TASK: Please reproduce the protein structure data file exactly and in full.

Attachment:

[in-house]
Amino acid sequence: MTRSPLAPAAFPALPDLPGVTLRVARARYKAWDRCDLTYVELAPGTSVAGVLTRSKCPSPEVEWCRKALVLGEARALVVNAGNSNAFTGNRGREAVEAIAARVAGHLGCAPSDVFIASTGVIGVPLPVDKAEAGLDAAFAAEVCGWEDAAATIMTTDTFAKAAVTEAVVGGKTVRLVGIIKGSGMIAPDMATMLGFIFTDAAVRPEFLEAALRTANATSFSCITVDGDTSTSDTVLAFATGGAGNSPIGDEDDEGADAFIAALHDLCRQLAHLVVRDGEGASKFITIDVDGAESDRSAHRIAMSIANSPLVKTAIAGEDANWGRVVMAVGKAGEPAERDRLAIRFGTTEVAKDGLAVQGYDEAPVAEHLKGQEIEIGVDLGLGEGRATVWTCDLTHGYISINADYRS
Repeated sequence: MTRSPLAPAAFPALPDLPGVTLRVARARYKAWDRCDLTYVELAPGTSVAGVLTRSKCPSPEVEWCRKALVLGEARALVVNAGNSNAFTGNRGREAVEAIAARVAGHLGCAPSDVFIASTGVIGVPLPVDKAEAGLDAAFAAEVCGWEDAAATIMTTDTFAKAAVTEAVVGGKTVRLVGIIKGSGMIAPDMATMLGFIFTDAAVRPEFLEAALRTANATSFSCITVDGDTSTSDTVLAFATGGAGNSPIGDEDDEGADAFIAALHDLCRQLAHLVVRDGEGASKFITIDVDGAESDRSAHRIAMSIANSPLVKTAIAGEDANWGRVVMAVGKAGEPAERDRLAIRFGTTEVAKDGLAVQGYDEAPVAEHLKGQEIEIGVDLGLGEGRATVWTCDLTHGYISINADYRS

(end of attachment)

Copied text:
[in-house]
Amino acid sequence: MTRSPLAPAAFPALPDLPGVTLRVARARYKAWDRCDLTYVELAPGTSVAGVLTRSKCPSPEVEWCRKALVLGEARALVVNAGNSNAFTGNRGREAVEAIAARVAGHLGCAPSDVFIASTGVIGVPLPVDKAEAGLDAAFAAEVCGWEDAAATIMTTDTFAKAAVTEAVVGGKTVRLVGIIKGSGMIAPDMATMLGFIFTDAAVRPEFLEAALRTANATSFSCITVDGDTSTSDTVLAFATGGAGNSPIGDEDDEGADAFIAALHDLCRQLAHLVVRDGEGASKFITIDVDGAESDRSAHRIAMSIANSPLVKTAIAGEDANWGRVVMAVGKAGEPAERDRLAIRFGTTEVAKDGLAVQGYDEAPVAEHLKGQEIEIGVDLGLGEGRATVWTCDLTHGYISINADYRS
Repeated sequence: MTRSPLAPAAFPALPDLPGVTLRVARARYKAWDRCDLTYVELAPGTSVAGVLTRSKCPSPEVEWCRKALVLGEARALVVNAGNSNAFTGNRGREAVEAIAARVAGHLGCAPSDVFIASTGVIGVPLPVDKAEAGLDAAFAAEVCGWEDAAATIMTTDTFAKAAVTEAVVGGKTVRLVGIIKGSGMIAPDMATMLGFIFTDAAVRPEFLEAALRTANATSFSCITVDGDTSTSDTVLAFATGGAGNSPIGDEDDEGADAFIAALHDLCRQLAHLVVRDGEGASKFITIDVDGAESDRSAHRIAMSIANSPLVKTAIAGEDANWGRVVMAVGKAGEPAERDRLAIRFGTTEVAKDGLAVQGYDEAPVAEHLKGQEIEIGVDLGLGEGRATVWTCDLTHGYISINADYRS